Sunday, March 31, 2013

“My son who was dead is alive...”

Here's a true Easter story, a resurrection (of sorts) that I learned of while working on the history of our L'Arche Edmonton community... or perhaps it's more the story of The Prodigal, with a most unlikely wayward son...

Gerard was the youngest son born to a monolingual family in a rural Francophone area north of Edmonton in the mid-to-late 1920s. He had Down Syndrome and never learned to talk. His feet were misshapen and gave him trouble all his life, so he wasn't very good at walking either. But he had the world's best smile, and he was loved by his family.

When Gerard reached the age of 14, they took him for a long drive to Michener Centre in Red Deer, where he could be with other people like him, as was recommended in those days. After that, Gerard’s oldest brother watched out for him, and organized family excursions to visit Gerard twice a year. During the Depression, they borrowed a car from their neighbours because they didn't have one, and they made the trip over a weekend.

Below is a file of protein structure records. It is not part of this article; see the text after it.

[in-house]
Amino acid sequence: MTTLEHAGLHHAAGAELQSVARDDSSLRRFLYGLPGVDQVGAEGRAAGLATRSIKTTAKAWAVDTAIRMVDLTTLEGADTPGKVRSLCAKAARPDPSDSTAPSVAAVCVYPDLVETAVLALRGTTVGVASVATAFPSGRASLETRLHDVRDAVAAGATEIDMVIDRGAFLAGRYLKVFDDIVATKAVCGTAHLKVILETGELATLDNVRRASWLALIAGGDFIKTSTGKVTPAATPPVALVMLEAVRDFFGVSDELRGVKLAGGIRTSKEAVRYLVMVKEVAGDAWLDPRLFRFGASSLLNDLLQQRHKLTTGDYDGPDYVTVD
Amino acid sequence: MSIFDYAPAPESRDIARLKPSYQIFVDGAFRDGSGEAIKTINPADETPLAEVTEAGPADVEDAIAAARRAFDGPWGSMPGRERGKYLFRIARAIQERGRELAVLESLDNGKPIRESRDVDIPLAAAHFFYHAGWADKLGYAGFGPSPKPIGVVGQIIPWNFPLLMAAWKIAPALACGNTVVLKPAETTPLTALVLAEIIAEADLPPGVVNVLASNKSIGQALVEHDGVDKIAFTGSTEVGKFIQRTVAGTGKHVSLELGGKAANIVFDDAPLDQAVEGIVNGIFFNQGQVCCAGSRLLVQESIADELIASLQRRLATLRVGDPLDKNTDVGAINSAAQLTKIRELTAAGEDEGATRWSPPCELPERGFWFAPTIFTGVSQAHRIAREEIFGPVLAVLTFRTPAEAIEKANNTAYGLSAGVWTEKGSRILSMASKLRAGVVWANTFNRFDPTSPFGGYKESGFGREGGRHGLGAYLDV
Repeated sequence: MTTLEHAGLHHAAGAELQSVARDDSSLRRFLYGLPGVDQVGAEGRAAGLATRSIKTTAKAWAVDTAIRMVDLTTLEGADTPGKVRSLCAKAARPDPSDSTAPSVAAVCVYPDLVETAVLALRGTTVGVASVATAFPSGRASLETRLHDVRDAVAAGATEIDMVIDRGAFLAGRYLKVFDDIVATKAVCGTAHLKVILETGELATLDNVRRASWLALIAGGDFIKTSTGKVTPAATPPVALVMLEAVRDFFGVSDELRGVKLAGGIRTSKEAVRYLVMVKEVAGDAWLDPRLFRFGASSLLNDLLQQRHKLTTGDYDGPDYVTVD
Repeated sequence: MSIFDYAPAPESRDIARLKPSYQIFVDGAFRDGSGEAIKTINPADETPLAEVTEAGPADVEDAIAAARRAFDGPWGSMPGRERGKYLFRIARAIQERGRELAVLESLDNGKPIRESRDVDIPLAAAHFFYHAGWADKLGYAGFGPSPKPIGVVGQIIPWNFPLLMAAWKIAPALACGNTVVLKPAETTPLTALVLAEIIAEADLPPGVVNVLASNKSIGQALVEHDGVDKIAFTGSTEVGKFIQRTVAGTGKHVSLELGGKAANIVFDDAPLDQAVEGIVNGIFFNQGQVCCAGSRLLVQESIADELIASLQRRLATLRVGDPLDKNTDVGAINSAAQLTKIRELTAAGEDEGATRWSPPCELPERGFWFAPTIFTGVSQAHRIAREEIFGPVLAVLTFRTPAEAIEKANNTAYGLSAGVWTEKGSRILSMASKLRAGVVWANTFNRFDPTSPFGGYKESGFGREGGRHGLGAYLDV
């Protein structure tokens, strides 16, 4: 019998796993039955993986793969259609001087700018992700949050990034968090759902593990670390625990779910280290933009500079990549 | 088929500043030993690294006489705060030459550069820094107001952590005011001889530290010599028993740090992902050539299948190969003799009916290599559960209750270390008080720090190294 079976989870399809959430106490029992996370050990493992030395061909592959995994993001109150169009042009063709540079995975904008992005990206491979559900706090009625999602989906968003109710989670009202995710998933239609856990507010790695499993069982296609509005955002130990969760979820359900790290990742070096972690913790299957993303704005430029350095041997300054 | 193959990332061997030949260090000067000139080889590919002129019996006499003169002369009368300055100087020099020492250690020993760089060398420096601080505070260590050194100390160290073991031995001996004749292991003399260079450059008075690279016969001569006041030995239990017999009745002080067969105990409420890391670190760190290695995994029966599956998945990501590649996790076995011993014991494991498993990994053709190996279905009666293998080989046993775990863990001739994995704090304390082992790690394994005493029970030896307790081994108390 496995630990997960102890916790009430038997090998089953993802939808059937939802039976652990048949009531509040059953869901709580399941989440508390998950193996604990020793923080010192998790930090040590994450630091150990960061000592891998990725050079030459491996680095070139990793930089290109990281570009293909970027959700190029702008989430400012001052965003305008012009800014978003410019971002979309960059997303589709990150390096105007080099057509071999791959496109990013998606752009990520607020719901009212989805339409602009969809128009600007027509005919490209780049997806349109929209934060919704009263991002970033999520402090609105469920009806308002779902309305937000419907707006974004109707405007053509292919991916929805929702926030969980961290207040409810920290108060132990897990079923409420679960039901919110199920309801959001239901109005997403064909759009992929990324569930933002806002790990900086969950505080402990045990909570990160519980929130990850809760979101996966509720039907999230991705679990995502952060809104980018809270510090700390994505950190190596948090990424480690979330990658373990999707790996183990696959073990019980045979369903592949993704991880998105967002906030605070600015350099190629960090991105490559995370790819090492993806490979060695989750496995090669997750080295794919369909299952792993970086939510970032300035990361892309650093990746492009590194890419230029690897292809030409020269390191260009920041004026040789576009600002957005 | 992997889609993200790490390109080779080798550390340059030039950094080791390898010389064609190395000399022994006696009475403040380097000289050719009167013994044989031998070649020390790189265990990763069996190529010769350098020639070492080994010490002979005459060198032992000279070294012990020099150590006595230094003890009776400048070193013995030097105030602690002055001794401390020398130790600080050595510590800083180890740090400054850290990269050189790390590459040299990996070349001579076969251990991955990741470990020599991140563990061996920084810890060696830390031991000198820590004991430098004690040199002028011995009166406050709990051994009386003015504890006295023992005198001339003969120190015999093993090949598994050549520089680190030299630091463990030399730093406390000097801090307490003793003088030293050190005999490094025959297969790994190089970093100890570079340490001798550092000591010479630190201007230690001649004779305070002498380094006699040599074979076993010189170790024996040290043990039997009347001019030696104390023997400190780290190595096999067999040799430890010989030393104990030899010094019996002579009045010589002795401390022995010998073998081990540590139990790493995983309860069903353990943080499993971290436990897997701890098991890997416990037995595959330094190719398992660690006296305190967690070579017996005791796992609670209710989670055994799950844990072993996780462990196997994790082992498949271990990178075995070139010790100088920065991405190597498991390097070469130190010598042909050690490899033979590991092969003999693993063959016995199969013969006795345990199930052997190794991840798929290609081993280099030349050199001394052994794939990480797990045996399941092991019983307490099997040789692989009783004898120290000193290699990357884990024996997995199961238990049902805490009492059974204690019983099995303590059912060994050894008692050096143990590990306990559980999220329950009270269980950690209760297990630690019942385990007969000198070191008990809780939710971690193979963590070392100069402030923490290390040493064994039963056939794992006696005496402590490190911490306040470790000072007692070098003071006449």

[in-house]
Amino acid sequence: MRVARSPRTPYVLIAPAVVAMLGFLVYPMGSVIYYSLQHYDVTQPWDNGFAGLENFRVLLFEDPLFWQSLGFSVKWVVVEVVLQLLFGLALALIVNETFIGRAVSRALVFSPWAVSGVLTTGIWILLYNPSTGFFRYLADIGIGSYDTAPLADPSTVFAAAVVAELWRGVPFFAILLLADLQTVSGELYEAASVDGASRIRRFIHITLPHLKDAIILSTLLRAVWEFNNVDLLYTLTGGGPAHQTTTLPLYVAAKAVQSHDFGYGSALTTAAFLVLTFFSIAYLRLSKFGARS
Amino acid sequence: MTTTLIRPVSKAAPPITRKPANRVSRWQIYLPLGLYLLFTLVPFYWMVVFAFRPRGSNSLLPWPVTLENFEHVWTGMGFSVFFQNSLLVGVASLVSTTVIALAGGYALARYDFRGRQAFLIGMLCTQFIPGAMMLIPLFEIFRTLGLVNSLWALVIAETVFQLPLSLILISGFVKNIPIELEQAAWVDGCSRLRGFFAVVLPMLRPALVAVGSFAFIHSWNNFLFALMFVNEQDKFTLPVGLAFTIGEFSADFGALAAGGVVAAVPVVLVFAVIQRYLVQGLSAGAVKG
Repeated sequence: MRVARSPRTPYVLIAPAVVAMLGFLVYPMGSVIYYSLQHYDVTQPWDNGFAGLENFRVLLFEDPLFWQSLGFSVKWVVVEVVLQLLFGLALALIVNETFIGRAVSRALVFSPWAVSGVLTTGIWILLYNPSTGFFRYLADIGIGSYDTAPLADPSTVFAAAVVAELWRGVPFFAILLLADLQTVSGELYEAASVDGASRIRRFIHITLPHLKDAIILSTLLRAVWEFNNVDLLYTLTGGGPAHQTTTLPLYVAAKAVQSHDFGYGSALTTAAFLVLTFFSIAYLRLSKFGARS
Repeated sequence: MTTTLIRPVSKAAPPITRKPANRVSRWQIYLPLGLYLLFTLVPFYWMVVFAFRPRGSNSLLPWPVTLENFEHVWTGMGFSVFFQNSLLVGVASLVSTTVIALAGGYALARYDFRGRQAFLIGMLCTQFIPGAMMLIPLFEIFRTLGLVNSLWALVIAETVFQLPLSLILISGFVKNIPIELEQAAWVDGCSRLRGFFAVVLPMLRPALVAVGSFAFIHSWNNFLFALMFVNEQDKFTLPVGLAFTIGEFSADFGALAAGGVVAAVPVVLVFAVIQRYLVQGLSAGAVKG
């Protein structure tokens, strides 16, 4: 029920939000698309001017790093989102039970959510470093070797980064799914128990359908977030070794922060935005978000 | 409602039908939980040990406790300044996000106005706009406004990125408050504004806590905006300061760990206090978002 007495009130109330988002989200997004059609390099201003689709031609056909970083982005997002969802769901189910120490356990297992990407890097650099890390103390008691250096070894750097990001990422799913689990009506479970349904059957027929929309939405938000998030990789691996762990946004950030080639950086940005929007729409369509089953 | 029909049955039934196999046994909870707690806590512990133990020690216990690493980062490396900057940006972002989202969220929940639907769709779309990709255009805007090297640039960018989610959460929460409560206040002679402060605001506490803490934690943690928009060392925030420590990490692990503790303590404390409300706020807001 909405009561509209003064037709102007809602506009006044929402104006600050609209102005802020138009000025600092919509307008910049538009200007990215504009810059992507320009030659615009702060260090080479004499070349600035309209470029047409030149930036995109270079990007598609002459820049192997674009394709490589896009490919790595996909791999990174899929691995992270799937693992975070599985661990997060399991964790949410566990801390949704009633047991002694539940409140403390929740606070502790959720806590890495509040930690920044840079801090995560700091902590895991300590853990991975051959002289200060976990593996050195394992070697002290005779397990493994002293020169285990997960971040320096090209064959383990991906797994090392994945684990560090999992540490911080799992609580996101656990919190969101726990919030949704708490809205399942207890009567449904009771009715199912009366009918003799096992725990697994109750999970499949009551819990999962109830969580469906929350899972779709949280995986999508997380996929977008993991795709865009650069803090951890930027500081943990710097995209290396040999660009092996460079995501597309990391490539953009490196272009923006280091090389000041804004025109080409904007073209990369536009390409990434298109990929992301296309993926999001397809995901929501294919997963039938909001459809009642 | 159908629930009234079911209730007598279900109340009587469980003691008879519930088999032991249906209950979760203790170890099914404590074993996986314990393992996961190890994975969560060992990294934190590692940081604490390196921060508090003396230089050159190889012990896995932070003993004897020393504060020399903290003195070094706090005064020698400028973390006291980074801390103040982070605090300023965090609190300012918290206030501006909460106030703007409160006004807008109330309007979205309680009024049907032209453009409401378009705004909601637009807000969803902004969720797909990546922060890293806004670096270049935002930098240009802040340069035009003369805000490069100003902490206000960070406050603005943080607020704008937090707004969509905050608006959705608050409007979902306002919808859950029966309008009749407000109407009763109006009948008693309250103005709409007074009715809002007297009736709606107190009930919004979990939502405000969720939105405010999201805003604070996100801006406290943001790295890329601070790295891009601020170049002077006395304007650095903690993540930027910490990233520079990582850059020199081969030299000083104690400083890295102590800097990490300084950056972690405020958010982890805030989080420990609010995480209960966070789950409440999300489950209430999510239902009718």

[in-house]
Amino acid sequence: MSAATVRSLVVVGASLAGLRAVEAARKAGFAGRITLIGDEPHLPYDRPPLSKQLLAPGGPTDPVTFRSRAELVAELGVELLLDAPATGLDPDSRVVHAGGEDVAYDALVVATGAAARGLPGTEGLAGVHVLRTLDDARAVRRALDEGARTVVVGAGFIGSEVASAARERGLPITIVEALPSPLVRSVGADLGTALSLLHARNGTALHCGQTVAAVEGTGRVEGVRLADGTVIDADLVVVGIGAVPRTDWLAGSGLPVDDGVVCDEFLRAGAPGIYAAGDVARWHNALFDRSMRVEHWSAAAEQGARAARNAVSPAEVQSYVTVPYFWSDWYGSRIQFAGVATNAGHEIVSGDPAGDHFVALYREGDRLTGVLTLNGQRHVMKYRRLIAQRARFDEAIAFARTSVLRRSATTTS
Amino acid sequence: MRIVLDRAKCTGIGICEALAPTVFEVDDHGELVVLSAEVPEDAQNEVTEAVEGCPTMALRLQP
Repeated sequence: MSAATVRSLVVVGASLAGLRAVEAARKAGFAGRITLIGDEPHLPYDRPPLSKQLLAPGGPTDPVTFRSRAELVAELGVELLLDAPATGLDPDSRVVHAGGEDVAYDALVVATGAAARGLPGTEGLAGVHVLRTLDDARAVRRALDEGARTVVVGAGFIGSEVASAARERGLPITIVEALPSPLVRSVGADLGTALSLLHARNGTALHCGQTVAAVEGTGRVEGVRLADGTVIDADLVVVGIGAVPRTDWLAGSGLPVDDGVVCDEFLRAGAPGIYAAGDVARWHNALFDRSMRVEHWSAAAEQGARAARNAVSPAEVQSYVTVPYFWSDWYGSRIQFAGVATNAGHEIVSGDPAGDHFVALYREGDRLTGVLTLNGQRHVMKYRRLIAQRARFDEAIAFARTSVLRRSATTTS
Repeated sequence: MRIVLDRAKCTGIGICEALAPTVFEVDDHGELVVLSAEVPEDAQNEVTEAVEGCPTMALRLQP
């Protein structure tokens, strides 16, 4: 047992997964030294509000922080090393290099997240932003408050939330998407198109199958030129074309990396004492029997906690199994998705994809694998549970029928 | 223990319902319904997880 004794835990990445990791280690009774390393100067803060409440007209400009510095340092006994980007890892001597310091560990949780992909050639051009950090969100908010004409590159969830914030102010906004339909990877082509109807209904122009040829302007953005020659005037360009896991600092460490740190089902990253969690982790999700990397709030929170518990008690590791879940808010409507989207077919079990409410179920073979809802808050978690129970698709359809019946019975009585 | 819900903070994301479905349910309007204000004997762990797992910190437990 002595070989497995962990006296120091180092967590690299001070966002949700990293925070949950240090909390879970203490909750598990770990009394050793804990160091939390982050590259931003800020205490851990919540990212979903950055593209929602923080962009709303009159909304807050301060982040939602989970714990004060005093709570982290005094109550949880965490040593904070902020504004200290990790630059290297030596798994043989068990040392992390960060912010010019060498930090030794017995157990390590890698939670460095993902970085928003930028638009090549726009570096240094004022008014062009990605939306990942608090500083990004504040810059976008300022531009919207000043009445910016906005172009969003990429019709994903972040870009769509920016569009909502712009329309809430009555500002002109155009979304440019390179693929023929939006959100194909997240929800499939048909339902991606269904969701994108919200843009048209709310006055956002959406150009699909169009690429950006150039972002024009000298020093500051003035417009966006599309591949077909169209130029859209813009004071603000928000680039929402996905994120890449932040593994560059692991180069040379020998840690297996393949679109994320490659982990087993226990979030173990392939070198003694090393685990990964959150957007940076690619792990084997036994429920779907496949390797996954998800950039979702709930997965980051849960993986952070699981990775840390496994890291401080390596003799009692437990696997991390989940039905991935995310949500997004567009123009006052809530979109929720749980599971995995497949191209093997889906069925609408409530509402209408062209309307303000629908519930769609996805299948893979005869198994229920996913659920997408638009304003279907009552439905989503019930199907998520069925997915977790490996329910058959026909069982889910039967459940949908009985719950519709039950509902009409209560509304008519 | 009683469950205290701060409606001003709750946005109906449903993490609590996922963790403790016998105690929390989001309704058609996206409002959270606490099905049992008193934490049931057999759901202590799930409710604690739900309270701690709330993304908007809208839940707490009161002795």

Gerard continued to receive visits from his family at regular intervals, until Gerard’s two oldest brothers went to war. They fought in the same company, and when the eldest was injured, and dying of wounds he received, he made his younger brother promise to continue caring for Gerard. Unfortunately, family excursions to see Gerard didn't happen for quite some time after the war, because the younger brother was a broken man when he returned from overseas.